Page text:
On the kitchen window sill the first seedings are germinating for the vegetable garden. I normally get my seeds in the supermarket over the border in Switzerland, as their varieties do well here; but in the scramble to stock up on food, they were forgotten and I am keeping well out of the shops now.

Luckily I have managed to order seeds online and the second lot arrived yesterday, to my great delight! Some postal staff will not deliver in the Haut Rhin, as the infection rate here is so high and the prospect of an empty vegetable plot for the whole year was very dispiriting. However,  wonderful Spring Seeds have sent a good fist full of seeds to start things going. I have flat leafed parsley and chilli beginning to grow and their first leaves give great good cheer!

The commercial growers of  fruit and veg are asking the French hairdressers and waiters and all the others who have been sent home,  to help pick the spring produce which is growing right now in the greenhouses and fields. Most of the workers who normally pick the vegetables are not ill, they are migrants and they cannot enter the country as the borders are all closed and without their work the food will rot.

The world is very interconnected now. The butterfly wing flap of a closed border is felt in unpicked field. An open postal service allows some leaves to unfurl on a window sill hundreds of miles away and spring progresses one leaf at a time.

 

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Sunlight on the shanty shed.

It has been cold here after a week of such sunny spring weather that made the fear of the virus seem very silly and melodramatic. Everything has been growing and blooming and the birds have been tumultuous, everything must be OK, mustn’t it?

But the news from Italy has been so bad, so many people dead and the hospitals here overflowing with people who need respirators that are already being used by the critically ill.

Replacing the ancient shanty shed has been put on hold, as has so much of life and the tattered roof is now flapping in a cold wind.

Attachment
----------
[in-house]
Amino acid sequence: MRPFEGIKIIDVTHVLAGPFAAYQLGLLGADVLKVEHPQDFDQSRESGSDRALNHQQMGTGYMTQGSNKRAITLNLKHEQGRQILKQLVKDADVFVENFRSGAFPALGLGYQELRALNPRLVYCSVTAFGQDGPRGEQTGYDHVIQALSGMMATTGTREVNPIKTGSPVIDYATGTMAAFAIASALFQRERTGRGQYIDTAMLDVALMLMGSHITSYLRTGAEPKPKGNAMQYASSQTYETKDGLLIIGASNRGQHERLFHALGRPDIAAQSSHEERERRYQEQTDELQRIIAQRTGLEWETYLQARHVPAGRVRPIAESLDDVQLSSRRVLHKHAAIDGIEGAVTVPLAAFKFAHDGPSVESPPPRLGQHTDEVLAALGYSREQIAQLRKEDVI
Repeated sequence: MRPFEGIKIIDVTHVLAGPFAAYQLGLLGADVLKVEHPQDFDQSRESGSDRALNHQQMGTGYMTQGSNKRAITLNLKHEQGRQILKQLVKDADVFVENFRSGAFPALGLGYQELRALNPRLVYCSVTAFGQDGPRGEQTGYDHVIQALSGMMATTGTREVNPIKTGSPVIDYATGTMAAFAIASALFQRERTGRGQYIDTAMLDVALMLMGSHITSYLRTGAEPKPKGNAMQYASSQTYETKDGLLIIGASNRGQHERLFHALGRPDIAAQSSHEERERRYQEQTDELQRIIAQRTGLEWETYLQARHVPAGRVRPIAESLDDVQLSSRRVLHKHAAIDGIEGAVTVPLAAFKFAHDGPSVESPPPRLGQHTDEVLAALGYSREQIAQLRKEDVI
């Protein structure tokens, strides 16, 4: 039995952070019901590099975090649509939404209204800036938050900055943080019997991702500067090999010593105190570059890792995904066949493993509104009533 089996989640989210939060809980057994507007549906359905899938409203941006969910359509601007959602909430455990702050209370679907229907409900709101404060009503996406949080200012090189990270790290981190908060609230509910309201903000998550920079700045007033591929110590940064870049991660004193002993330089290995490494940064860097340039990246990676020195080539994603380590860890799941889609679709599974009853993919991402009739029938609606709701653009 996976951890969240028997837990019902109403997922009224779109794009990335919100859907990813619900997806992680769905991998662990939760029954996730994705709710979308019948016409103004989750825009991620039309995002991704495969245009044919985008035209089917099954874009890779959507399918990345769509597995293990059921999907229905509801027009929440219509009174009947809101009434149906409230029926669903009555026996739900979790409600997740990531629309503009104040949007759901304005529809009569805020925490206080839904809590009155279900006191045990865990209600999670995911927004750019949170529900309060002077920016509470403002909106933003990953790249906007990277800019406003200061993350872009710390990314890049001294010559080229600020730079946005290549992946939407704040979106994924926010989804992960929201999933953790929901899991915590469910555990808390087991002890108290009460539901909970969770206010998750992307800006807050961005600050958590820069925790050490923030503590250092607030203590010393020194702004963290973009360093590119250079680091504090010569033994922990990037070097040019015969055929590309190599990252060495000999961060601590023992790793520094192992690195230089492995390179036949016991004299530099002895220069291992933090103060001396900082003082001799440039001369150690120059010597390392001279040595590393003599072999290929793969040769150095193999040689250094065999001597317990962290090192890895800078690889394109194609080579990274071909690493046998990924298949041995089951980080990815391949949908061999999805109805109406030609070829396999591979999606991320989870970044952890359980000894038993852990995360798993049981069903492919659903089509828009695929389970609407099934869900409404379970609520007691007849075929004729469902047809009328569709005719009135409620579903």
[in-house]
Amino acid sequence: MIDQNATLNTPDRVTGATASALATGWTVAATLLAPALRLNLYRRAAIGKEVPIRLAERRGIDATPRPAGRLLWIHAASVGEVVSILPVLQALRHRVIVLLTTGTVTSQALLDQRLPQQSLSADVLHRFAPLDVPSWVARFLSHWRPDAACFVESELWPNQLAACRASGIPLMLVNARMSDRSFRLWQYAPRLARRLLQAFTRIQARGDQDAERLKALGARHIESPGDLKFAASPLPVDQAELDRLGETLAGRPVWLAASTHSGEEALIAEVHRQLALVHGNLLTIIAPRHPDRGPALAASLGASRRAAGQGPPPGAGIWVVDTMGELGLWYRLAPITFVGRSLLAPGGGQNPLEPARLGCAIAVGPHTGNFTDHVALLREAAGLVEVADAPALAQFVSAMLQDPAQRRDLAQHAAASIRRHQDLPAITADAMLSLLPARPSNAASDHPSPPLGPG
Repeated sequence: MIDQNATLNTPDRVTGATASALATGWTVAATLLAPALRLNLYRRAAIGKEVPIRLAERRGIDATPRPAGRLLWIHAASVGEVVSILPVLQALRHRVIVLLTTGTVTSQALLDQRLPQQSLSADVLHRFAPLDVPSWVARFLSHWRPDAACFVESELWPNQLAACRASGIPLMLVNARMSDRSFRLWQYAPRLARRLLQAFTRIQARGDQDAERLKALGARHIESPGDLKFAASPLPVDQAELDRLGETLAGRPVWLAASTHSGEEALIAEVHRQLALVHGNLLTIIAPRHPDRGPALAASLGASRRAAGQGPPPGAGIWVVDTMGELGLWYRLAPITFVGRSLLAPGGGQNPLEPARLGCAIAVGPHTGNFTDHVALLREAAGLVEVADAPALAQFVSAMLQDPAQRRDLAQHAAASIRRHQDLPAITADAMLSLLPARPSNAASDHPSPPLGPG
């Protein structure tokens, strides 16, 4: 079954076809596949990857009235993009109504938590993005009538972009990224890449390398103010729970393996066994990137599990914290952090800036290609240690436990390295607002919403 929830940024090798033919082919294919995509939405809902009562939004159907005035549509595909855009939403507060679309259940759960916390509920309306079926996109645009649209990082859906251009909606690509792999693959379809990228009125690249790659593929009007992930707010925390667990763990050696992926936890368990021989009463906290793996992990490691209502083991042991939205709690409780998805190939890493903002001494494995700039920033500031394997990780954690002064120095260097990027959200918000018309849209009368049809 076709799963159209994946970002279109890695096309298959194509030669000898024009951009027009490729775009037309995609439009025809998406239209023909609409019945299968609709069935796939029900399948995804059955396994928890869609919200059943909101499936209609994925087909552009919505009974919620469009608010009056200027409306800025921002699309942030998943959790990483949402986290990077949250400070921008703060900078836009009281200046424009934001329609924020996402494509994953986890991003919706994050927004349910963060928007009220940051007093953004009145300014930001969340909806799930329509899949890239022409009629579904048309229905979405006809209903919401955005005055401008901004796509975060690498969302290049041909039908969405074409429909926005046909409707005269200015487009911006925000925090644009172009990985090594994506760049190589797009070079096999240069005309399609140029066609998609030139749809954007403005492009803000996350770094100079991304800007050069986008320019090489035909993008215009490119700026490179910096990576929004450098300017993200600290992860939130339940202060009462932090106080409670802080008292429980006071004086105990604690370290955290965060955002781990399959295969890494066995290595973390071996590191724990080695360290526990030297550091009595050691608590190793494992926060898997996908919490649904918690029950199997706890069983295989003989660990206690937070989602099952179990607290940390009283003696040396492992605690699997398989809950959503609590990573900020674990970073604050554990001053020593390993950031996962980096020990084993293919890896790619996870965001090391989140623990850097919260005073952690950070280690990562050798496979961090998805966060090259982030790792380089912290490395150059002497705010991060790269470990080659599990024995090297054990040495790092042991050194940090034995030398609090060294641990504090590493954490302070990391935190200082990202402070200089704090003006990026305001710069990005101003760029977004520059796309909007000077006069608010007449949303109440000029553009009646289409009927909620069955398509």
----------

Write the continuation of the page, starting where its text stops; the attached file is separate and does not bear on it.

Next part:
But the roof is just keeping out most of the rain and when the sun flashed out for a minute, it lit up the white frothed blossom of the blackthorn bush safely sheltering behind the shed.

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Apricot Blossom.

My neighbour’s apricot tree is in full bloom and if you squint your eyes hard you can  just make out a red kite in the top left corner against the blue, blue sky.

 

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Stay home!

We are staying home to save lives as the COVID-19 virus rips through Europe.

I take inspiration from the solitary bees that have made a home under the ripped roof of our shanty shed in the garden. When I peeked under the flapping plastic sheeting I found every hole had been made into a home by masonry bees with dark red tails. They are collecting pollen from the willow tree to lay their eggs on, which will feed them as they slowly go through the stages of their lives.

Such solitary bees are better pollinators than sociable honey bees. They carry more   pollen than honey bees and do not suffer from the same viruses as their hive living counterparts .

Covid-19/Coronavirus is spreading at an alarming rate and it can be deadly for the infirm and for older people. Younger people catch it just as much, but for them it is much less serious. The problem is that these younger people can spread it even if they are not visibly unwell.

Europe is having to enforce draconian mesures to stop people from socialising  and spreading the virus. No one wants to be confined at home for weeks, but if that is what we have to do to stop it, then that is what we have to do, and that means everybody, for the welfare of the whole of society!

If you are in Italy, France, Spain etc I am teaching my grandmother to suck eggs again. If you are in China, we need to learn from how you have dealt with this; if you are in the rest of our beautiful world, then please take notice of what is happening in Italy and beyond and stay away from the hive, stop travelling and stay safe.

 

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Unexpected time(s)

What a strange place the world seems today.

I stood a long way from the woman buying fruit in the farm shop and I collected the newspaper from the post box wearing thick yellow marigold gloves.

The tartan crisscross of aeroplane vapour trails is not so dense across the sky today and fewer car loads of sullen children were raced to school. The shops sold less landfill cheap clothes. A man found a board-game at the back of the cupboard and a woman decided to make a slow cook meal that she had never found time for before.

The air was a little cleaner, a cat settled down to sleep in the sun and the spring soil stirred.

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Today sounded like spring!

Some days have felt like spring: warm sun and gentle air; some days have looked like spring; early bees and daffodils, but today was the first day that sounded like spring.

The air is still cold, there is snow on the mountains and bad news on the radio, but migrants have come on the wind and their song was lovely!